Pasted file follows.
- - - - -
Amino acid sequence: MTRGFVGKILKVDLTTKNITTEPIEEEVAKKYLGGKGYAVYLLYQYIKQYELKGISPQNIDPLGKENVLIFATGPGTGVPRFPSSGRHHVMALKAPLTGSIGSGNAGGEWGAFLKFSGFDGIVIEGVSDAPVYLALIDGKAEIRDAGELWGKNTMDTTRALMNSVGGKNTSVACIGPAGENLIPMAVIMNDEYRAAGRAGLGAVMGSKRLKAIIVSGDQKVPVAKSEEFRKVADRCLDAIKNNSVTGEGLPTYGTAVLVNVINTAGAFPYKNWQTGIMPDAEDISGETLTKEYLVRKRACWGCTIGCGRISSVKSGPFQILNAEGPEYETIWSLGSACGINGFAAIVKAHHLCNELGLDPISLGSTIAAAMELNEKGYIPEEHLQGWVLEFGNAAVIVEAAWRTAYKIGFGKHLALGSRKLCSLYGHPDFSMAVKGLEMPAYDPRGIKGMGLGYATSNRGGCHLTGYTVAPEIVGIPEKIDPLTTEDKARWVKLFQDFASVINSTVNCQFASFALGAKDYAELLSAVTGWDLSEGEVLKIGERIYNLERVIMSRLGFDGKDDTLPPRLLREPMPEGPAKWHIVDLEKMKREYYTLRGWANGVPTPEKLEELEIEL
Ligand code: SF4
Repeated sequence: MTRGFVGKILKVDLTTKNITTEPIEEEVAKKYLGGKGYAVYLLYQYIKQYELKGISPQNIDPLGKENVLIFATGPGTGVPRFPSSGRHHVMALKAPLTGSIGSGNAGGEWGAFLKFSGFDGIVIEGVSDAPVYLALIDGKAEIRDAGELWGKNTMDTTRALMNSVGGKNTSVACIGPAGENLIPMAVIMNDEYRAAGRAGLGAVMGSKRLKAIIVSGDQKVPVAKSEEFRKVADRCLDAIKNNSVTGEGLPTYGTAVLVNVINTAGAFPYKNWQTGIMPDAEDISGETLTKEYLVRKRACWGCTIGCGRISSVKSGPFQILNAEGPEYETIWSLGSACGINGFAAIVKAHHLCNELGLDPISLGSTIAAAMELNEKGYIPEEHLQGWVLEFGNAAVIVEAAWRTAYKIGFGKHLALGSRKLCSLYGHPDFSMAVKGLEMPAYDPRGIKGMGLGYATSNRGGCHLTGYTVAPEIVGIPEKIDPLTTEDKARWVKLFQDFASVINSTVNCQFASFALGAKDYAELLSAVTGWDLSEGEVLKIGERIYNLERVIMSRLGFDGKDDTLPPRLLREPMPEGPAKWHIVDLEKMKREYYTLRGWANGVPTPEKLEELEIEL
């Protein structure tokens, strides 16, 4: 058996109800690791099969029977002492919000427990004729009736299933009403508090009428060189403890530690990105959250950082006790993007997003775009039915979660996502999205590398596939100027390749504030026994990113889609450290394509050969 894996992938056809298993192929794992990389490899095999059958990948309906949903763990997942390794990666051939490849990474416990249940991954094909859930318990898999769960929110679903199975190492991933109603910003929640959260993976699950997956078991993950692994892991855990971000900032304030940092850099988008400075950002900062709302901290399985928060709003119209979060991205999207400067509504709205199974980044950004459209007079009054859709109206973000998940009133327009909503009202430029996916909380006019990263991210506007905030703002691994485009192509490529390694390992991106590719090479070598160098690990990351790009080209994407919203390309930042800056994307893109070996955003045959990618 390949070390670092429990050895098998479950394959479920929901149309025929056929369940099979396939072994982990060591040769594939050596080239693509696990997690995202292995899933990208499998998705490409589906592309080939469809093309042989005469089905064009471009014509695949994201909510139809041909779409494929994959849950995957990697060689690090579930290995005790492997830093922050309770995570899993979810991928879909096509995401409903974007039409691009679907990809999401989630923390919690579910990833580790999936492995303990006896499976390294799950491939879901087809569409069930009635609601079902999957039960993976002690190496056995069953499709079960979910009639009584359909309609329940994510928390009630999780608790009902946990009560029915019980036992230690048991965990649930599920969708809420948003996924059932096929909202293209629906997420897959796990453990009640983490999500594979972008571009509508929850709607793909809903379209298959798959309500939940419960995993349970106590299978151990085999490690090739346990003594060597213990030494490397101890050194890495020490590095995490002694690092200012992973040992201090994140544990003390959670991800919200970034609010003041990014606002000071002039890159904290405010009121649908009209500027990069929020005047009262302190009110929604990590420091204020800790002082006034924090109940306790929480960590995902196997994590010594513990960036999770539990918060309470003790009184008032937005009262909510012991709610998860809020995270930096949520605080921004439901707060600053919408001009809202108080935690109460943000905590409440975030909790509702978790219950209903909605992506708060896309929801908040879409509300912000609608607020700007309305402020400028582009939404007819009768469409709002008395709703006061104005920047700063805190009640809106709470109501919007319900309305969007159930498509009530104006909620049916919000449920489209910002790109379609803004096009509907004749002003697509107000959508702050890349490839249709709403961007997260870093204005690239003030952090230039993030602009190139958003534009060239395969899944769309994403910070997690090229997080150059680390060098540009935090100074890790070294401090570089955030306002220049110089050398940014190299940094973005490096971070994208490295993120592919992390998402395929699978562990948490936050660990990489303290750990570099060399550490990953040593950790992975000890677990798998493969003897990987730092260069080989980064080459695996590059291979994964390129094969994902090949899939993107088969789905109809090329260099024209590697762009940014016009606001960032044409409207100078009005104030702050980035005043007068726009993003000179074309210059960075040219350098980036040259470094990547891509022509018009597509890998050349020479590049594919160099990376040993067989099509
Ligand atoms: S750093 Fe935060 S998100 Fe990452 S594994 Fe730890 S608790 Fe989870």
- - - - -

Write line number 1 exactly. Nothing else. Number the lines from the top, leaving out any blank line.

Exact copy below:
Amino acid sequence: MTRGFVGKILKVDLTTKNITTEPIEEEVAKKYLGGKGYAVYLLYQYIKQYELKGISPQNIDPLGKENVLIFATGPGTGVPRFPSSGRHHVMALKAPLTGSIGSGNAGGEWGAFLKFSGFDGIVIEGVSDAPVYLALIDGKAEIRDAGELWGKNTMDTTRALMNSVGGKNTSVACIGPAGENLIPMAVIMNDEYRAAGRAGLGAVMGSKRLKAIIVSGDQKVPVAKSEEFRKVADRCLDAIKNNSVTGEGLPTYGTAVLVNVINTAGAFPYKNWQTGIMPDAEDISGETLTKEYLVRKRACWGCTIGCGRISSVKSGPFQILNAEGPEYETIWSLGSACGINGFAAIVKAHHLCNELGLDPISLGSTIAAAMELNEKGYIPEEHLQGWVLEFGNAAVIVEAAWRTAYKIGFGKHLALGSRKLCSLYGHPDFSMAVKGLEMPAYDPRGIKGMGLGYATSNRGGCHLTGYTVAPEIVGIPEKIDPLTTEDKARWVKLFQDFASVINSTVNCQFASFALGAKDYAELLSAVTGWDLSEGEVLKIGERIYNLERVIMSRLGFDGKDDTLPPRLLREPMPEGPAKWHIVDLEKMKREYYTLRGWANGVPTPEKLEELEIEL